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Resource Information Center
|Response to Information Request Number:||NGA98001.ZLA|
|Date:||14 April 1998|
|Subject:||MAD, Arrests of political opponents following the death of Ibrahim Abacha|
|From:||INS Resource Information Center, Washington, DC|
|Keywords:||MAD / Ibrahim Abacha / Political Group / Opposition Group / Terrorist / Terrorism|
- Were members of MAD, or any other opposition groups, arrested in connection with the death of Ibrahim Abacha?
Information on the existence of more than one political opposition group, that is known by the acronym MAD, could not be found among the sources consulted by the INS Resource Information Center. However, several media reports indicate the existence of another political opposition group that goes by the acronym of MADA. Information on these groups is provided below.
Movement for the Advancement of Democracy (MAD)
A group known as the Movement for the Advancement of Democracy (MAD) came onto the political scenery in the void following the annulment of the June 1993 elections. MAD’s leader, Maalam Jerry Yusuf, has presented himself as a savior of the Nigerian masses, which Yusuf asserts have been doomed to a life of poverty due to government corruption. (Agence France Press 28 October 1993) Mr. Yusef is from the state of Kwara, and is the first person in modern Nigerian history from outside the ruling political and military elite to proclaim a messianic role (Agence France Presse 30 October 1993; Agence France Press 28 October 1993). Born in 1952 in Offa in central Nigeria, he studied at hardline Islamic universities before joining the army. He lived in Germany from 1973-1977 and became a businessman trading mainly in cocoa. (Agence France Press 28 October 1993) MAD had sought support from the Campaign for Democracy (CD), an umbrella movement for 40 human rights and pro-democracy organizations; however, their request for CD membership was turned down (Agence France Press 26 October 1993).
The Movement for the Advancement of Democracy (MAD), claimed responsibility for the hijacking of a Nigeria Airways plane in October 1993. In an interview, the group’s leader, Mr. Yusef, stated that his mission was to "terrorise the few people who have terrorised us politically and economically (in order) to recover the money stolen from us." Mr. Yusef stated that he was motivated by a spiritual force. (Agence France Press 30 October 1993) The Movement’s grievances that led to the hijacking included the alleged looting of the Nigerian treasury by highly placed persons which has resulted in deprivation to a large segment of the population (Agence France Presse 27 October 1993). Nigerian police arrested three persons suspected of planning the hijacking. The arrests were made in Ilorin, the capital of the central state of Kwara, and the home state of MAD leader Maalam Jerry Yusuf. One of the suspects arrested was the legal advisor to MAD. (Agence France Presse 30 October 1993)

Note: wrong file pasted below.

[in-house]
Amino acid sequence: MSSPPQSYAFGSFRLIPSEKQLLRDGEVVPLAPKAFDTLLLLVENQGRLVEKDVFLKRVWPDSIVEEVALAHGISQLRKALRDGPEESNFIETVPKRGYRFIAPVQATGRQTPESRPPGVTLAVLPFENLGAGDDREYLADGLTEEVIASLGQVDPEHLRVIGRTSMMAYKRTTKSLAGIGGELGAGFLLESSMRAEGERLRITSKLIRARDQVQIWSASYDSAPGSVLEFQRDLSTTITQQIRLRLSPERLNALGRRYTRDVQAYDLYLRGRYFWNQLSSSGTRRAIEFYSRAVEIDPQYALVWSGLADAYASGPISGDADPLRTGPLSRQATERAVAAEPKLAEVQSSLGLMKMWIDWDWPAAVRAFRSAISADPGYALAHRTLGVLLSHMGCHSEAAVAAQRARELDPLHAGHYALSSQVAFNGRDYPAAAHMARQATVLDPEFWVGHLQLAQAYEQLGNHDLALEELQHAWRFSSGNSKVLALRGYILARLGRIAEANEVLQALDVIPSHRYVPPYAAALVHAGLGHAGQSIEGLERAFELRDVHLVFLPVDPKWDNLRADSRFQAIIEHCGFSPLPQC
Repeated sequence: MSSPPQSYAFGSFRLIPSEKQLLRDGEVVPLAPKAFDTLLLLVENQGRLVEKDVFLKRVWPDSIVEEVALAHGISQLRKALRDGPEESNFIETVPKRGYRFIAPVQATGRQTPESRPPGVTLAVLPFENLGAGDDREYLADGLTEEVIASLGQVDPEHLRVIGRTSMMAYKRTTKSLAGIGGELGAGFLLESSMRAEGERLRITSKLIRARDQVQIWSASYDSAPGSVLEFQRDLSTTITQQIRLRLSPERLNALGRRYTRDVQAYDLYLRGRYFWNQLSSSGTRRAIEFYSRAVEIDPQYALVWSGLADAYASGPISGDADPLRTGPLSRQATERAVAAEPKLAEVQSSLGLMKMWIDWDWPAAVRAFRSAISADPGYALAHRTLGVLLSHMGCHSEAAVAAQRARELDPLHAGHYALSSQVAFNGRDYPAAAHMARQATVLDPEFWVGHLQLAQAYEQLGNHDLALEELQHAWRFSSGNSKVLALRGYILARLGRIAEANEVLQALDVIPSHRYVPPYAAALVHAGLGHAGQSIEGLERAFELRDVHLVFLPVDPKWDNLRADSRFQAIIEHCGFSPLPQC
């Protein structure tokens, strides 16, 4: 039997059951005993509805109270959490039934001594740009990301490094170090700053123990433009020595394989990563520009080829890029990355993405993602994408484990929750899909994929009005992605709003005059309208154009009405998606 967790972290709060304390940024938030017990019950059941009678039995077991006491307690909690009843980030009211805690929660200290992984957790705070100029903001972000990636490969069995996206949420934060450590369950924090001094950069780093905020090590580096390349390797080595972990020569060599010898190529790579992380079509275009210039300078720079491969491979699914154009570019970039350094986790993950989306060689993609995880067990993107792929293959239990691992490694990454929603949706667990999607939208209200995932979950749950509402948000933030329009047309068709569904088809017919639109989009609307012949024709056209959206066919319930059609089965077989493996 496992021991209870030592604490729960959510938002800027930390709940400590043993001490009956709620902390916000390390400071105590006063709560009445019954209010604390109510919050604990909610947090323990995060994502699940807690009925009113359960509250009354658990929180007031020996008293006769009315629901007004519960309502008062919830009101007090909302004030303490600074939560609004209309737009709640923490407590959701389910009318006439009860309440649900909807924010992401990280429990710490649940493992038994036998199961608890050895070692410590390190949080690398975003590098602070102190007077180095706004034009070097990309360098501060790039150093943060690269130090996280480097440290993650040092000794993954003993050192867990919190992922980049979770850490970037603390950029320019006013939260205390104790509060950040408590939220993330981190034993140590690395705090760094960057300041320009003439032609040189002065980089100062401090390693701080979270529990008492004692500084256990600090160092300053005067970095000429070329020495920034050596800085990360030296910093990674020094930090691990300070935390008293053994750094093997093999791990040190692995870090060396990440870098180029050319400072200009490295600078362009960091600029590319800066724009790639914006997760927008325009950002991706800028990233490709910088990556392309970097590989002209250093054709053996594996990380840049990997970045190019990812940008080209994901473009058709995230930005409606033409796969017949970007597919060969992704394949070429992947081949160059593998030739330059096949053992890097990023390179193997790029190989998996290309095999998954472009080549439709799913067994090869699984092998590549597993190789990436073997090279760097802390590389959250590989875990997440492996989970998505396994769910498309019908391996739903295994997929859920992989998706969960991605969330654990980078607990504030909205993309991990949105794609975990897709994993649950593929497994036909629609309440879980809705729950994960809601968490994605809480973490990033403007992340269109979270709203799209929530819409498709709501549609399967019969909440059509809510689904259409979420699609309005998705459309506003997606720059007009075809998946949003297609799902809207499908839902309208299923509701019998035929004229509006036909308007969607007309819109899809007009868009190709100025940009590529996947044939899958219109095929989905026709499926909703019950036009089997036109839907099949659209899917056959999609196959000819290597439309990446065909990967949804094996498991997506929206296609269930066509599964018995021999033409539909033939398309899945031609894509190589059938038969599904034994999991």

Movement for the Advancement of Democracy in Africa (MADA)
Initial reports assumed that MAD was a radical offshoot of the Movement for the Advancement of Democracy in Africa (MADA). The Nigerian newspaper The Guardian indicated that MAD and MADA were two completely different organizations. The leader of MADA, C.J. Ejorh, condemned the October 1993 highjacking by MAD. (Agence France Press 27 October 1993) Other than this reference, no further information on the group MADA was found among the sources contacted.